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Bryan Collegiate High School senior overcomes dyslexia to achieve early collegiate success

Blinn, Bryan ISD partnership places students on the fast track to a college degree

January 25, 2017

Zach JonesReading books, composing essays and making oral presentations – critical skills in a college environment – didn’t always come easy for Zach Jones.

Diagnosed with dyslexia at an early age, Jones worked with a tutor to acquire the skills he uses in balancing four Blinn College courses and one high school class as a senior at Bryan Collegiate High School.

“It’s a challenge to take college courses with dyslexia,” Jones said. “Every time I’m reading a book or writing an essay, I have to use those skills to overcome that. It forced me early on to learn good study habits and time management, and it has better prepared me for when difficult problems arise.”

Jones is in his last semester at Bryan Collegiate, a unique partnership between Blinn and Bryan ISD that places students on the fast-track to a college degree. Through a curriculum that includes dual credit throughout all four years of their high school experience, graduates leave with 40-60 college credit hours they can transfer to a four-year degree.

Blinn instructors travel to the Bryan Collegiate campus to teach courses to freshmen and sophomores, while juniors and seniors take their courses on Blinn’s Bryan campus. Seniors take just one class at Bryan Collegiate while the remainder of their schedule consists of Blinn coursework.

Bryan Collegiate offers unique resources such as ACT and SAT preparation, college application and essay development classes and one-on-one instruction from faculty members to better prepare each student for higher education. The additional support is meant to complement Blinn’s rigorous coursework, Jones said.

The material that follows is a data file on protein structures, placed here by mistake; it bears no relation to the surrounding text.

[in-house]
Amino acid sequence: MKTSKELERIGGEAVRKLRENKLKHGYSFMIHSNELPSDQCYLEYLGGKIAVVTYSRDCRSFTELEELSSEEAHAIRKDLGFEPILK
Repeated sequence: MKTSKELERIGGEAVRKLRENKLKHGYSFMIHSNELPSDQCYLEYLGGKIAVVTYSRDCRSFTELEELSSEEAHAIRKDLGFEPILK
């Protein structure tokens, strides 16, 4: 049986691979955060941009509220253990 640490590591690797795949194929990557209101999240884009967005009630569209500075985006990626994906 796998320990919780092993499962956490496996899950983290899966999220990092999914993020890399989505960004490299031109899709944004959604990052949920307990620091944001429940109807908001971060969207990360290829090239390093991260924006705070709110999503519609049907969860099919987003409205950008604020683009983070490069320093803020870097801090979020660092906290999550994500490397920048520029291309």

“A typical high school student going directly into a full load of college courses after graduation may not know how to handle the new environment,” he said. “Bryan Collegiate has really taught me the skills I need to excel at a four-year institution and beyond.”

Blinn Chemistry Professor Carl Aronson, who taught Jones in two separate chemistry courses, said the high school senior excelled among his peers despite being one of the youngest in the classroom.

“Zach proved to be an academically motivated, mature, honest, and self-starting undergraduate science student,” Aronson said. “He easily is in the top 5 percent among all of the undergraduate students that I have had in my 17 years as a full-time college chemistry professor.”

Beyond the required coursework, Jones contributed to a research project alongside Aronson that will be presented at the American Chemical Society National Meeting and Exposition in San Francisco in April. He also earned his Eagle Scout rank by constructing a gazebo at the Crestview Retirement Community adjacent to the Blinn-Bryan Campus.

Jones will attend Texas A&M University in the fall, where he will study nuclear engineering. His goal is to become a medical professional in the field of radiation dosimetry.

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